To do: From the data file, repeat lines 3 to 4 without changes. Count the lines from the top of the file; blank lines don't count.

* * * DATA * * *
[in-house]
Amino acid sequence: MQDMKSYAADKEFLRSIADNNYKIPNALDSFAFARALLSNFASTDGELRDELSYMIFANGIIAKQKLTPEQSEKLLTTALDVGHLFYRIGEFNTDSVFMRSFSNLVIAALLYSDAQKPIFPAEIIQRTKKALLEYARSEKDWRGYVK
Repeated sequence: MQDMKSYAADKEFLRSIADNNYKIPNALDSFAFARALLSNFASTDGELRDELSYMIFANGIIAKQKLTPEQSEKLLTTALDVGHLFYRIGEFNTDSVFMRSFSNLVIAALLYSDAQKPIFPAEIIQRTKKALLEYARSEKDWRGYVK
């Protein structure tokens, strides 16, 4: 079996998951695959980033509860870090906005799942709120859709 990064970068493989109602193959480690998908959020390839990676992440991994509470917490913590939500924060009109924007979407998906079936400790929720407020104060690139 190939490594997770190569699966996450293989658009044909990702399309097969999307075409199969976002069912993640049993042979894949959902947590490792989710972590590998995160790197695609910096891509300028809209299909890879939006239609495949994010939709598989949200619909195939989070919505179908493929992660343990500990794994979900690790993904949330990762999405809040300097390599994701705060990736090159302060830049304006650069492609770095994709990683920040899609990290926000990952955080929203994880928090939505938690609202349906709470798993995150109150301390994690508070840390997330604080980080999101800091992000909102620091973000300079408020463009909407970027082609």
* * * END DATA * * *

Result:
Repeated sequence: MQDMKSYAADKEFLRSIADNNYKIPNALDSFAFARALLSNFASTDGELRDELSYMIFANGIIAKQKLTPEQSEKLLTTALDVGHLFYRIGEFNTDSVFMRSFSNLVIAALLYSDAQKPIFPAEIIQRTKKALLEYARSEKDWRGYVK
């Protein structure tokens, strides 16, 4: 079996998951695959980033509860870090906005799942709120859709 990064970068493989109602193959480690998908959020390839990676992440991994509470917490913590939500924060009109924007979407998906079936400790929720407020104060690139 190939490594997770190569699966996450293989658009044909990702399309097969999307075409199969976002069912993640049993042979894949959902947590490792989710972590590998995160790197695609910096891509300028809209299909890879939006239609495949994010939709598989949200619909195939989070919505179908493929992660343990500990794994979900690790993904949330990762999405809040300097390599994701705060990736090159302060830049304006650069492609770095994709990683920040899609990290926000990952955080929203994880928090939505938690609202349906709470798993995150109150301390994690508070840390997330604080980080999101800091992000909102620091973000300079408020463009909407970027082609």